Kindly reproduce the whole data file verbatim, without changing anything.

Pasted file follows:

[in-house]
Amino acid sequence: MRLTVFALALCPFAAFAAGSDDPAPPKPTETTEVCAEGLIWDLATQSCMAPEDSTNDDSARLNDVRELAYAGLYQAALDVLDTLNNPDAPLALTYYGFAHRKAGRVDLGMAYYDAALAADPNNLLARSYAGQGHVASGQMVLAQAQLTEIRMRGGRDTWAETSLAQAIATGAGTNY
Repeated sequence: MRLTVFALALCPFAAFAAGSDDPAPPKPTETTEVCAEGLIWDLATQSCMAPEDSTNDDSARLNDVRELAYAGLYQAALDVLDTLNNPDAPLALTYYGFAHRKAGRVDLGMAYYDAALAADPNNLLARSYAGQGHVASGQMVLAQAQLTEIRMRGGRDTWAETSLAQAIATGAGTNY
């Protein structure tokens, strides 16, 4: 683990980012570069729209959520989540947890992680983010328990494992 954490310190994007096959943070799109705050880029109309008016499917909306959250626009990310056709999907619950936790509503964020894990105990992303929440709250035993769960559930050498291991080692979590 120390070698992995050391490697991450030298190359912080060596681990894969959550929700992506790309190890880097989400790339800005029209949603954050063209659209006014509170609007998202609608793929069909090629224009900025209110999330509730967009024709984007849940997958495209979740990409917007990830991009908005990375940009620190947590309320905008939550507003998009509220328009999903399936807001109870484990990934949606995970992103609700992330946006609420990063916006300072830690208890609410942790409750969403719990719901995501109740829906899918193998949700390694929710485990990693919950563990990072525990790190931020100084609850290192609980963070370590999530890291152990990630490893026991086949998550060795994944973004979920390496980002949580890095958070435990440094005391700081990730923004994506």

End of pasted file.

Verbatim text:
[in-house]
Amino acid sequence: MRLTVFALALCPFAAFAAGSDDPAPPKPTETTEVCAEGLIWDLATQSCMAPEDSTNDDSARLNDVRELAYAGLYQAALDVLDTLNNPDAPLALTYYGFAHRKAGRVDLGMAYYDAALAADPNNLLARSYAGQGHVASGQMVLAQAQLTEIRMRGGRDTWAETSLAQAIATGAGTNY
Repeated sequence: MRLTVFALALCPFAAFAAGSDDPAPPKPTETTEVCAEGLIWDLATQSCMAPEDSTNDDSARLNDVRELAYAGLYQAALDVLDTLNNPDAPLALTYYGFAHRKAGRVDLGMAYYDAALAADPNNLLARSYAGQGHVASGQMVLAQAQLTEIRMRGGRDTWAETSLAQAIATGAGTNY
């Protein structure tokens, strides 16, 4: 683990980012570069729209959520989540947890992680983010328990494992 954490310190994007096959943070799109705050880029109309008016499917909306959250626009990310056709999907619950936790509503964020894990105990992303929440709250035993769960559930050498291991080692979590 120390070698992995050391490697991450030298190359912080060596681990894969959550929700992506790309190890880097989400790339800005029209949603954050063209659209006014509170609007998202609608793929069909090629224009900025209110999330509730967009024709984007849940997958495209979740990409917007990830991009908005990375940009620190947590309320905008939550507003998009509220328009999903399936807001109870484990990934949606995970992103609700992330946006609420990063916006300072830690208890609410942790409750969403719990719901995501109740829906899918193998949700390694929710485990990693919950563990990072525990790190931020100084609850290192609980963070370590999530890291152990990630490893026991086949998550060795994944973004979920390496980002949580890095958070435990440094005391700081990730923004994506």